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More 'Rogue' Trouble for 180solutions

Anti-spyware activist and Harvard Ph.D. student Ben Edelman has just put up another one of his "gotcha" videos that he says documents "rogue" -- i.e., non-consensual -- installs of adware, this one from a Web site getting paid by 180solutions to install its Zango Search Assistant software.

Ben explains in the usual delicious detail:

"I was browsing an ordinary commercial Web site, when I got a popup from exitexchange.com (a major U.S. ad network, with headquarters in Portland, Oregon) . The popup sent me to a third party's Web site. (I'll call that third party "X" for convenience. ... ) Then X ran a series of exploits to take control of my test PC, including using the widely reported WMF exploit uncovered last month." (This was the flaw in Internet Explorer that allows Web sites to install whatever they want on visiting PCs browsing malicious sites with IE. Microsoft patched this flaw last week.)"

Edelman continues:

"Once X took control of my PC, X caused my computer to install and run 180solutions Zango software, among a dozen other programs. Notably, X fully installed 180's Zango without me taking any action whatsoever -- without me clicking "I agree," "Yes," "Finish" or any other button of any kind."

While Ben's machine was not infected with a bot, this matches the type of trickery the two botmasters I profiled in my recent Post magazine story used to make sure victims had no opportunity to click "no" to decline installation.

From my story:

"0x80 and Majy don't leave computer owners any chance to decline the adware. Once they invade a computer and add it to their botnet, they use automated keystroke codes to order the enslaved machine to click 'OK' on installation agreements."'

The Center for Democracy & Technology, a nonprofit public-policy group in Washington that's leading an entity called the Anti-Spyware Coalition, last month filed a detailed report asking the Federal Trade Commission to sue 180solutions, alleging that the company violated consumer-protection laws by repeatedly failing to prevent rogue installs of its adware products. 180solutions, in response, has said its new anti-fraud technology, which it has dubbed "S3," would prevent such installs going forward after January 2006, when the system was to be put in place.

But according to Edelman's video, X installed Zango on his test machine despite the new S3 protections. Ben says he expects "to provide (and in some cases already [has] provided) this information to law enforcement officials considering action against 180solutions, to private attorneys in litigation against 180solutions." Things are looking darker for 180 by the day.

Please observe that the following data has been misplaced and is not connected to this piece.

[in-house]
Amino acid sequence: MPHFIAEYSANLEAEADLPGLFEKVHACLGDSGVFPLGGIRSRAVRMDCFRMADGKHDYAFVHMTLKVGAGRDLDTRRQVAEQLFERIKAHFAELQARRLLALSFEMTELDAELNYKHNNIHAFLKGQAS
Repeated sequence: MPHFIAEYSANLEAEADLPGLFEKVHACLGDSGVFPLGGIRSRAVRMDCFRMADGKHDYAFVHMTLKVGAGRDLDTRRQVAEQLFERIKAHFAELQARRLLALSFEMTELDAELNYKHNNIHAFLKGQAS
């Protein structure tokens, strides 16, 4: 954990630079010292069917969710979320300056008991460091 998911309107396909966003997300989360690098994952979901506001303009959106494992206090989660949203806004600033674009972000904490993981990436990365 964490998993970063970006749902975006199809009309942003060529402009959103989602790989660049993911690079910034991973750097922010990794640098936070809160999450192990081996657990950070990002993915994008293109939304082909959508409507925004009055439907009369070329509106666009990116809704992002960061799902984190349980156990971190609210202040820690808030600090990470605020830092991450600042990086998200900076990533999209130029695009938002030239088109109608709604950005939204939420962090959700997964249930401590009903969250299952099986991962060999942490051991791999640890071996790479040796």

By Brian Krebs  |  February 20, 2006; 3:21 PM ET
Categories:  Fraud  
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Next: Exploit Published for Unpatched Mac OS X Flaw

Comments

Brian, I don't know if you've caught onto this yet or not, but it's all over Digg.com and Slashdot.

Basically, readers downloaded the photos of 0x80 and checked the metadata, finding the city these were taken in. Then using Google Local/Maps, found where a gas station, stripclub and convenience store intersect in said town.

Check out this blog for more details - http://fishbowl.pastiche.org/2006/02/19/the_perils_of_metadata

Posted by: omar c | February 20, 2006 3:43 PM | Report abuse

Omar c - I am aware of it, yes. Thank you.

Posted by: Bk | February 20, 2006 4:16 PM | Report abuse

Are you aware of what a "confidentiality agreement"vor "trust" is?

Posted by: drew | February 21, 2006 12:42 AM | Report abuse

I have to agree with drew. Even though I (and probably the vast majority of readers) would prefer the guy be caught, I hope you're waking the WP up to the dangers of leaving metadata lying around. I'd hate to see a whistleblower source identified and harmed due to a fiasco like this.

Posted by: Pete | February 21, 2006 2:18 AM | Report abuse

Wow, I'm very curious how this occured, if you (or whoever is at fault) did indeed betray the identity of your source you do realize that you have basically betrayed a legacy of protecting journalistic sources (that at the WaPo includes the most infamous of such, Deep Throat), not only that but you have inadvertnatly (we can only assume it was inadvertant) destroyed faith in the concept of journalists protecting their sources, making it more difficult for future sources to come forward. I know you didn't mean to do what you did, but you can't imagine the implications of this, not to mention the implications of this on past stories. With the release of this information, readers on slashdot have narrowed the location of where this guy lives to within a very small area, plus the generic information you gave us, male, 21, limit to probably <10% of the population of a town of less than 3000. Restrict based on the area and your left with a very small pool.